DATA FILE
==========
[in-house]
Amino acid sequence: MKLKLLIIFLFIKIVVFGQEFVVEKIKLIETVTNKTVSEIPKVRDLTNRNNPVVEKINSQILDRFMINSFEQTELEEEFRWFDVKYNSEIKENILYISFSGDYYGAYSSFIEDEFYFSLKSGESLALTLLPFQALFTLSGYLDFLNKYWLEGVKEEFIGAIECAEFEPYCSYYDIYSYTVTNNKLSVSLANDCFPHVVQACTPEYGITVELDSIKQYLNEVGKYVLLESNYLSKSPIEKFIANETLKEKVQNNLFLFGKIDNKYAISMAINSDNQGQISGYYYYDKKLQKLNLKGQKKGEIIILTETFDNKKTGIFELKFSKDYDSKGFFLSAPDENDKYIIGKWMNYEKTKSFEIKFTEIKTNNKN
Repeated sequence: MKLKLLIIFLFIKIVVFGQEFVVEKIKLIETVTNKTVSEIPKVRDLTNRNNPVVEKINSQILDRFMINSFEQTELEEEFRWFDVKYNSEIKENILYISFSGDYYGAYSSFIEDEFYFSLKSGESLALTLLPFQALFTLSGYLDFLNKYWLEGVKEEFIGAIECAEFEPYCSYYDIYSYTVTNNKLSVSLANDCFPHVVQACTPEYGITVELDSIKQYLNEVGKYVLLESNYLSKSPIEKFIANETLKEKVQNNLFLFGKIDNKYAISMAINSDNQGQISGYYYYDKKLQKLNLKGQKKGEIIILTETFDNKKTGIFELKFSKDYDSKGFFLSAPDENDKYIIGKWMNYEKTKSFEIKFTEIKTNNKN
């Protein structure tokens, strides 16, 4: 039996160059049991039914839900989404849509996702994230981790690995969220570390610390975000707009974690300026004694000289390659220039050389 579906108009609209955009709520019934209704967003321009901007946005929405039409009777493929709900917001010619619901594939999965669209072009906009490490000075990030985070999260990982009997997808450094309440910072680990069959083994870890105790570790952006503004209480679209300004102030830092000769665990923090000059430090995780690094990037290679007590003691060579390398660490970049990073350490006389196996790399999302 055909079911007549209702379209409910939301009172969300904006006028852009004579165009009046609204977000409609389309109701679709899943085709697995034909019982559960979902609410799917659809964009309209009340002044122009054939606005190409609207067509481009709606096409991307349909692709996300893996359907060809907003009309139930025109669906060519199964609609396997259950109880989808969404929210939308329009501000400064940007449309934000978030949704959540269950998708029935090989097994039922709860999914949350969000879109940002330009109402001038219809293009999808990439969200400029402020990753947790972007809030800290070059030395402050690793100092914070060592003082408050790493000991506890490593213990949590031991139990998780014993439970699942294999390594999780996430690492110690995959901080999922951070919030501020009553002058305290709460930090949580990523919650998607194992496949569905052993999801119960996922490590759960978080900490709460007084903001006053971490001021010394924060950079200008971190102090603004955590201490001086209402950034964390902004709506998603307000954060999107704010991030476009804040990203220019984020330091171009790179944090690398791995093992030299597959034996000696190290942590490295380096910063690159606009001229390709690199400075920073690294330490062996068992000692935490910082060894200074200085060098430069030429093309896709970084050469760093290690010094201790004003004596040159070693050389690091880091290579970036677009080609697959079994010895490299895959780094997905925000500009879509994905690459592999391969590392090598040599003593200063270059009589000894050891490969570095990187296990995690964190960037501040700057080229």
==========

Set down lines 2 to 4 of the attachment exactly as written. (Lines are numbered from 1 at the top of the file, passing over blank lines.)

Amino acid sequence: MKLKLLIIFLFIKIVVFGQEFVVEKIKLIETVTNKTVSEIPKVRDLTNRNNPVVEKINSQILDRFMINSFEQTELEEEFRWFDVKYNSEIKENILYISFSGDYYGAYSSFIEDEFYFSLKSGESLALTLLPFQALFTLSGYLDFLNKYWLEGVKEEFIGAIECAEFEPYCSYYDIYSYTVTNNKLSVSLANDCFPHVVQACTPEYGITVELDSIKQYLNEVGKYVLLESNYLSKSPIEKFIANETLKEKVQNNLFLFGKIDNKYAISMAINSDNQGQISGYYYYDKKLQKLNLKGQKKGEIIILTETFDNKKTGIFELKFSKDYDSKGFFLSAPDENDKYIIGKWMNYEKTKSFEIKFTEIKTNNKN
Repeated sequence: MKLKLLIIFLFIKIVVFGQEFVVEKIKLIETVTNKTVSEIPKVRDLTNRNNPVVEKINSQILDRFMINSFEQTELEEEFRWFDVKYNSEIKENILYISFSGDYYGAYSSFIEDEFYFSLKSGESLALTLLPFQALFTLSGYLDFLNKYWLEGVKEEFIGAIECAEFEPYCSYYDIYSYTVTNNKLSVSLANDCFPHVVQACTPEYGITVELDSIKQYLNEVGKYVLLESNYLSKSPIEKFIANETLKEKVQNNLFLFGKIDNKYAISMAINSDNQGQISGYYYYDKKLQKLNLKGQKKGEIIILTETFDNKKTGIFELKFSKDYDSKGFFLSAPDENDKYIIGKWMNYEKTKSFEIKFTEIKTNNKN
């Protein structure tokens, strides 16, 4: 039996160059049991039914839900989404849509996702994230981790690995969220570390610390975000707009974690300026004694000289390659220039050389 579906108009609209955009709520019934209704967003321009901007946005929405039409009777493929709900917001010619619901594939999965669209072009906009490490000075990030985070999260990982009997997808450094309440910072680990069959083994870890105790570790952006503004209480679209300004102030830092000769665990923090000059430090995780690094990037290679007590003691060579390398660490970049990073350490006389196996790399999302 055909079911007549209702379209409910939301009172969300904006006028852009004579165009009046609204977000409609389309109701679709899943085709697995034909019982559960979902609410799917659809964009309209009340002044122009054939606005190409609207067509481009709606096409991307349909692709996300893996359907060809907003009309139930025109669906060519199964609609396997259950109880989808969404929210939308329009501000400064940007449309934000978030949704959540269950998708029935090989097994039922709860999914949350969000879109940002330009109402001038219809293009999808990439969200400029402020990753947790972007809030800290070059030395402050690793100092914070060592003082408050790493000991506890490593213990949590031991139990998780014993439970699942294999390594999780996430690492110690995959901080999922951070919030501020009553002058305290709460930090949580990523919650998607194992496949569905052993999801119960996922490590759960978080900490709460007084903001006053971490001021010394924060950079200008971190102090603004955590201490001086209402950034964390902004709506998603307000954060999107704010991030476009804040990203220019984020330091171009790179944090690398791995093992030299597959034996000696190290942590490295380096910063690159606009001229390709690199400075920073690294330490062996068992000692935490910082060894200074200085060098430069030429093309896709970084050469760093290690010094201790004003004596040159070693050389690091880091290579970036677009080609697959079994010895490299895959780094997905925000500009879509994905690459592999391969590392090598040599003593200063270059009589000894050891490969570095990187296990995690964190960037501040700057080229």